We’ll implement pointer arithmetic from scratch later in the course. For now, let's consider a simplified example to illustrate how the concept works:

- Suppose we have a
`std::vector<int>`

named`MyArray`

. - Assume
`int`

occupies 4 bytes of memory. - Imagine that
`MyArray`

starts at a memory address, say 200.

When we request an element at a specific index, like `MyArray[100]`

, the calculation to find its address is straightforward.

Since we know each `int`

is 4 bytes and the elements are stored contiguously, the 100th element (at index 99, as arrays are 0-indexed).

The memory address of `MyArray[100]`

is calculated as $200+(4*100) = 600$

This calculation doesn’t doesn’t increase in complexity as our array gets larger. This allows for constant-time access, denoted as $O(1)$, to any element.

An alternative way we can store a collection is in a data structure called a * hash set*, or sometimes simply

Unlike an array, sets do not allow us to iterate over them. Rather, they are designed to optimize inserting and searching for objects, both of which can be done in constant time - $O(1)$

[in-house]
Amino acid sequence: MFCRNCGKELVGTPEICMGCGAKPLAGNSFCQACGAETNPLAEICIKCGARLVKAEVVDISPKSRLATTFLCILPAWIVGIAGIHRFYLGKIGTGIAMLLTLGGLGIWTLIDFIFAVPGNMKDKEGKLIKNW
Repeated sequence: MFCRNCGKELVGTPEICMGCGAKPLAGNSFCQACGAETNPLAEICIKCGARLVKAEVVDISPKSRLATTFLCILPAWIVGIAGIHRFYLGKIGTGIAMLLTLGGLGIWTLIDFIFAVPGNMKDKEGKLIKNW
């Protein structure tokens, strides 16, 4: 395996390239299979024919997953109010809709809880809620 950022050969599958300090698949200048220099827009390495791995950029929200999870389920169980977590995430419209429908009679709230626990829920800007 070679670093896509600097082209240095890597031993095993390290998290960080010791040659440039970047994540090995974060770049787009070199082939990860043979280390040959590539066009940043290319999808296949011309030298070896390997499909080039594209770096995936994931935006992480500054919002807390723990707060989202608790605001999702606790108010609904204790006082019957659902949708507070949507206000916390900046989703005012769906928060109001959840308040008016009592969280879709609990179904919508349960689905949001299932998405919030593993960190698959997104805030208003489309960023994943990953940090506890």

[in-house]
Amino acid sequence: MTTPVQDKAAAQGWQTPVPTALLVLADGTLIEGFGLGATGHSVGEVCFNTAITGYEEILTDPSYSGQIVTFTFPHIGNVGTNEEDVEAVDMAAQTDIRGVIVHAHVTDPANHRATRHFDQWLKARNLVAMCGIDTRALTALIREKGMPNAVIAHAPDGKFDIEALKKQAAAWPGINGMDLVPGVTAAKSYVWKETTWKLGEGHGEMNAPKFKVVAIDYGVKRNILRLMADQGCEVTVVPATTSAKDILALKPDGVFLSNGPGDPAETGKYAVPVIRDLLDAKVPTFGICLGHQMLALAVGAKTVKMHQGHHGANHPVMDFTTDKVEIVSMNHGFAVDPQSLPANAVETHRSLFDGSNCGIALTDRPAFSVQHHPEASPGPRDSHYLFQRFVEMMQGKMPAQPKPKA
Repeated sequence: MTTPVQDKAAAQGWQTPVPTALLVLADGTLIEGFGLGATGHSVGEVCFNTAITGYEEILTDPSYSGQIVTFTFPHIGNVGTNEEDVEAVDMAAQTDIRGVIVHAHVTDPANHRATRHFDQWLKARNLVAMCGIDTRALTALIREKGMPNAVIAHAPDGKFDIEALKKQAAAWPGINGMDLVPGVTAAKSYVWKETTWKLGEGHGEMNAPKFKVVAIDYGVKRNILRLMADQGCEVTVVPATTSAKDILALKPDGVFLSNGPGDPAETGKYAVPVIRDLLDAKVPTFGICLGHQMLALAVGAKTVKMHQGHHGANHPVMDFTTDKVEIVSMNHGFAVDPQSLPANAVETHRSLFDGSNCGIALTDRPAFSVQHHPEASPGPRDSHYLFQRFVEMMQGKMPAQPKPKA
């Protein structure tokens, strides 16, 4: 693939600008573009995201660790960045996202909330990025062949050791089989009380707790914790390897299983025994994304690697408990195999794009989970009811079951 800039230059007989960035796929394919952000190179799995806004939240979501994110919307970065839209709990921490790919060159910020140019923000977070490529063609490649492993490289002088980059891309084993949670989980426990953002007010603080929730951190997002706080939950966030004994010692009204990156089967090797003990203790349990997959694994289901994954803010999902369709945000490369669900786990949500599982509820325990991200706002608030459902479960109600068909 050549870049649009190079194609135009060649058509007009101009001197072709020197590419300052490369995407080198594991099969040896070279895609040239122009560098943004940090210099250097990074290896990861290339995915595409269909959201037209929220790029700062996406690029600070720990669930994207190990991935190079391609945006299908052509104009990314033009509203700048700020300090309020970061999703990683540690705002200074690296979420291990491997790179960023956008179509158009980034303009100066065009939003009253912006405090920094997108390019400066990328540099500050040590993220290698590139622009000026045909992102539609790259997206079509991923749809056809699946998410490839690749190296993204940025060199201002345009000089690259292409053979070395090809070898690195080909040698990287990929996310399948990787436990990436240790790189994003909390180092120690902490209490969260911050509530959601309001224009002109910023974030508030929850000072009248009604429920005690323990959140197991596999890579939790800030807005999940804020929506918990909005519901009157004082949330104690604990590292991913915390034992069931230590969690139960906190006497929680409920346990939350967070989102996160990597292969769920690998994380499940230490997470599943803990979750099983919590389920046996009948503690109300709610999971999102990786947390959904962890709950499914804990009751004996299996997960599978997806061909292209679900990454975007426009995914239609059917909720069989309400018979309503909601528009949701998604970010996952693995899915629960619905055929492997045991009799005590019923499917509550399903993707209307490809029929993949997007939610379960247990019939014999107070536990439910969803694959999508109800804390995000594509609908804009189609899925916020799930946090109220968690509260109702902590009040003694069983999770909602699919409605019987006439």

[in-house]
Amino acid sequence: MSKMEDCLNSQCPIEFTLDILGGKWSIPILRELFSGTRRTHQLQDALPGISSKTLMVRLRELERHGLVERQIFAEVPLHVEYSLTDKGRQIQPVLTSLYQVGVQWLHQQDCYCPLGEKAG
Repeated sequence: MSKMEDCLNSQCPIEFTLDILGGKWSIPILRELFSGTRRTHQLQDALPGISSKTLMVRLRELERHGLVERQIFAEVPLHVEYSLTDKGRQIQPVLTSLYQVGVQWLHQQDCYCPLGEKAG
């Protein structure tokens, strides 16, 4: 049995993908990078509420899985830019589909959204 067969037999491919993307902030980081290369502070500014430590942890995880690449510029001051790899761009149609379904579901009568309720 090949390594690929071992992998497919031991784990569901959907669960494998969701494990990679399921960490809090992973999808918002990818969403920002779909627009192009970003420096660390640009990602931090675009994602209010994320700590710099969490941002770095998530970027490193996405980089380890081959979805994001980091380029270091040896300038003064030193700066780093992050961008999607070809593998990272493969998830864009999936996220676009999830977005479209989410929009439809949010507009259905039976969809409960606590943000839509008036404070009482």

The standard library’s implementation of a hash set is `std::unordered_set`

, which we cover in a dedicated lesson later.

For now, we can note that our earlier algorithm can be improved from $O(n^2)$ to $O(n)$ by incorporating a hash set. Rather than using a nested loop to find if our array contains a specific number, we can instead keep track of the numbers we’ve already seen by adding them to a hash set.

Then, for each number in our array, we can check if it’s one we’ve already seen, by checking if our hash set contains it:

```
#include <vector>
#include <unordered_set>
bool HasDuplicate(std::vector<int>& Input) {
std::unordered_set<int> PreviousNumbers;
for (int i : Input) {
if (PreviousNumbers.contains(i)) {
return true;
} else {
PreviousNumbers.emplace(i);
}
}
return false;
}
```

There are many solutions to any problem. For example, another characteristic of a hash set is that it cannot contain duplicates.

So, alternative $O(n)$ solutions to this example problem involve inserting the entire collection into a hash set, and then inspecting its size. If our array contained duplicates, the hash set it created will be smaller:

```
bool HasDuplicate(std::vector<int>& Input) {
std::unordered_set<int> Set;
Set.insert_range(Input);
return Set.size() < Input.size();
}
```

Unlike arrays, linked lists can store their elements anywhere in memory - they are not restricted to using a contiguous block: